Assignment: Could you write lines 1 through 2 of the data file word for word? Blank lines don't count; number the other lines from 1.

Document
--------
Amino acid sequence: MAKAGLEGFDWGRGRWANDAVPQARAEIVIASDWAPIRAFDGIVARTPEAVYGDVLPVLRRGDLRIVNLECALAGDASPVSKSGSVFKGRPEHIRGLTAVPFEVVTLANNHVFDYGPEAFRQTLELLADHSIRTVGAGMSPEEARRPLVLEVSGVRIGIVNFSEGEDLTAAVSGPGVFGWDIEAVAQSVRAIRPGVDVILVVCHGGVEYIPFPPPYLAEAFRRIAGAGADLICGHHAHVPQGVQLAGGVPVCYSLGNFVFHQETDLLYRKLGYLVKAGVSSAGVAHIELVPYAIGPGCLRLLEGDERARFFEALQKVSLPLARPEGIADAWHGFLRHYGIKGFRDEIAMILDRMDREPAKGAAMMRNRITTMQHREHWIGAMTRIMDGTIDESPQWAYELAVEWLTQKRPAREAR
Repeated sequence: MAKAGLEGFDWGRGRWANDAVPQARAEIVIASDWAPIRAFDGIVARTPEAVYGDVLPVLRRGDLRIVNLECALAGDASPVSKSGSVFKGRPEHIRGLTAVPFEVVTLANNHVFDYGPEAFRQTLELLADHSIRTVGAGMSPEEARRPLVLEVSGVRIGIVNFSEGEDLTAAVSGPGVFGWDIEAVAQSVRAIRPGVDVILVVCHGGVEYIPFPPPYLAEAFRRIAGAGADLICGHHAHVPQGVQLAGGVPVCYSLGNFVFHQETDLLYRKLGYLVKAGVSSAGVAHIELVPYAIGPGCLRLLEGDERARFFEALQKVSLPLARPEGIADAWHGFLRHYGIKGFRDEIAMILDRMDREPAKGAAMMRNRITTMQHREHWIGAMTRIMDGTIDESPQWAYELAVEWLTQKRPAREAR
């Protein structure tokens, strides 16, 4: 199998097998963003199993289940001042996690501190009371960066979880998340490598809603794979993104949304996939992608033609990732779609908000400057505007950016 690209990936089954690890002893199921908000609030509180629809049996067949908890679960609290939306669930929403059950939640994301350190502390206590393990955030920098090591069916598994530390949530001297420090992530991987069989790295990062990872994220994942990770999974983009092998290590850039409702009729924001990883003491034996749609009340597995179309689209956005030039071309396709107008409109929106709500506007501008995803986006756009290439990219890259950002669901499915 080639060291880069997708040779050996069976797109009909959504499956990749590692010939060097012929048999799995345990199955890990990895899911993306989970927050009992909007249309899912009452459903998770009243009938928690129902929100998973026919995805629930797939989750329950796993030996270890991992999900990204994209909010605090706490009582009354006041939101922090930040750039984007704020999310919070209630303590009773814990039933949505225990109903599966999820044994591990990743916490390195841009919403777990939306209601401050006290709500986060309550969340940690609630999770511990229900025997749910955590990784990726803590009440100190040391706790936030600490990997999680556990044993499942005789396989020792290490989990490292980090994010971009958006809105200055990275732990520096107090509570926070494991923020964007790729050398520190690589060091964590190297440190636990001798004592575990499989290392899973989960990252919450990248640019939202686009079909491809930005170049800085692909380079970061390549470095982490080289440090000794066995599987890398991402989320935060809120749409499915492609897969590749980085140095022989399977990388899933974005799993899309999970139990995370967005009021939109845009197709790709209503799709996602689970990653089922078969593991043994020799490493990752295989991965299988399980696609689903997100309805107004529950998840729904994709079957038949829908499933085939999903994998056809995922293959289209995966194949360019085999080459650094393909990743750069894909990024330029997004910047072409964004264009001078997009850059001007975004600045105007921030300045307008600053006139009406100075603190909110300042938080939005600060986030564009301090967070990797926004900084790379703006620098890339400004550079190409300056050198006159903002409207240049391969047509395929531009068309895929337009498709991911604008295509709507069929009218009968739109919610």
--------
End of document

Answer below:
Amino acid sequence: MAKAGLEGFDWGRGRWANDAVPQARAEIVIASDWAPIRAFDGIVARTPEAVYGDVLPVLRRGDLRIVNLECALAGDASPVSKSGSVFKGRPEHIRGLTAVPFEVVTLANNHVFDYGPEAFRQTLELLADHSIRTVGAGMSPEEARRPLVLEVSGVRIGIVNFSEGEDLTAAVSGPGVFGWDIEAVAQSVRAIRPGVDVILVVCHGGVEYIPFPPPYLAEAFRRIAGAGADLICGHHAHVPQGVQLAGGVPVCYSLGNFVFHQETDLLYRKLGYLVKAGVSSAGVAHIELVPYAIGPGCLRLLEGDERARFFEALQKVSLPLARPEGIADAWHGFLRHYGIKGFRDEIAMILDRMDREPAKGAAMMRNRITTMQHREHWIGAMTRIMDGTIDESPQWAYELAVEWLTQKRPAREAR
Repeated sequence: MAKAGLEGFDWGRGRWANDAVPQARAEIVIASDWAPIRAFDGIVARTPEAVYGDVLPVLRRGDLRIVNLECALAGDASPVSKSGSVFKGRPEHIRGLTAVPFEVVTLANNHVFDYGPEAFRQTLELLADHSIRTVGAGMSPEEARRPLVLEVSGVRIGIVNFSEGEDLTAAVSGPGVFGWDIEAVAQSVRAIRPGVDVILVVCHGGVEYIPFPPPYLAEAFRRIAGAGADLICGHHAHVPQGVQLAGGVPVCYSLGNFVFHQETDLLYRKLGYLVKAGVSSAGVAHIELVPYAIGPGCLRLLEGDERARFFEALQKVSLPLARPEGIADAWHGFLRHYGIKGFRDEIAMILDRMDREPAKGAAMMRNRITTMQHREHWIGAMTRIMDGTIDESPQWAYELAVEWLTQKRPAREAR